Remembering Lady Jane Grey

An important Reformation hero to be remembered on the upcoming anniversary of Reformation Day (October 31) is Jane Grey (1537-1554). Her faith and witness, which shone out so strongly in the days before her execution on February 12, 1554, is a good reminder that the heroes of the Reformation are not simply the remarkable cadre of theologians that emerged at that time, men like Martin Luther, Huldreich Zwingli, Heinrich Bullinger, Thomas Cranmer, and John Calvin. But the faith that these Reformers sought to explicate and promote gripped the hearts of many who were not vocational theologians. Jane Grey was such a one. Only a day or so before her death, Jane wrote in her Greek New Testament a letter for her younger sister Katherine, who was fourteen. She was seeking to encourage Katherine to turn from the fleeting pleasures of this world to embrace Christ and find a treasure that is eternal. She wrote: “I have sent you, good sister Katherine, a book, which although it be not outwardly trimmed with gold, yet inwardly it is more worth than precious stones. It is the book, dear sister, of the laws of the lord: It is His Testament and Last Will, which He bequeathed unto us wretches, which shall lead you to the path of eternal joy, and if you, with a good mind read it, and with an earnest desire, follow it shall bring you to an immortal and everlasting life. …as touching my death, rejoice as I do and consider that I shall be delivered of this corruption and put on incorruption, for as I am assured that I shall for losing of a mortal life, find an immortal felicity.”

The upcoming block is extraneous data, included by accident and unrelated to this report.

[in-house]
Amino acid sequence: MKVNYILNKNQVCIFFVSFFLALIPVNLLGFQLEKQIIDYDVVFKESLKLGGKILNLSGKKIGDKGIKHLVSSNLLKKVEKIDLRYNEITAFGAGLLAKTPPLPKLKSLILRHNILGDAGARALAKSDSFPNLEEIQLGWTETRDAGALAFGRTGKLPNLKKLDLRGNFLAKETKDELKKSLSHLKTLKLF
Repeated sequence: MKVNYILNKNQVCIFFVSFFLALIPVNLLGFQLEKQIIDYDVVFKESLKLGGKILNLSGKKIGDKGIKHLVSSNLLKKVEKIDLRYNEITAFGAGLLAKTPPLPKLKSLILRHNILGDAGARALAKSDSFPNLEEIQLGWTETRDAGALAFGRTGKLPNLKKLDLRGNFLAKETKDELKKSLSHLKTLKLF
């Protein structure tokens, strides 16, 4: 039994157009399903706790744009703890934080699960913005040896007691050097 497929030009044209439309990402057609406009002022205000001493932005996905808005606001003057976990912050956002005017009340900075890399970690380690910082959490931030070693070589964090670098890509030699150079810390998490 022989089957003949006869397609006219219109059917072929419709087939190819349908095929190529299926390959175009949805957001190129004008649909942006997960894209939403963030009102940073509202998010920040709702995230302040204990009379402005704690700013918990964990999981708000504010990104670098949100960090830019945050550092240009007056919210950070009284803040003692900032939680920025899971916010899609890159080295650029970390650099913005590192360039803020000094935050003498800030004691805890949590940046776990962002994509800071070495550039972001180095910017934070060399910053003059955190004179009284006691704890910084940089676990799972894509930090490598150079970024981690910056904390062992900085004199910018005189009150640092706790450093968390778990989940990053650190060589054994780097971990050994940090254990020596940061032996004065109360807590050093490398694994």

Here we see the typical Reformation love of the Scriptures: “it is more worth than precious stones.” And central to this love of the Scriptures is Jane’s clear understanding as to why they were given: to lead sinners—those whom Jane calls “us wretches”—“to the path of eternal joy” and “immortal and everlasting life.” Finally, she has an assurance of salvation, a basic datum of New Testament Christian experience that had been recovered by the Reformers.

If we ask why she had such an assurance, a final document that she wrote, also on the eve of her execution, tells us. She wrote the following three sentences in her prayer book, the first in Latin, then one in Greek and the final one in English: “If justice be done with my body, my soul will find mercy with God. Death will give pain to my body for its sins, but the soul will be justified before God. If my faults deserve punishment, my youth at least, and my imprudence, were worthy of excuse; God and posterity will show me favour.” She has assurance of salvation because she stands justified before God, she has been made right with God, and thus is now confident of his favour.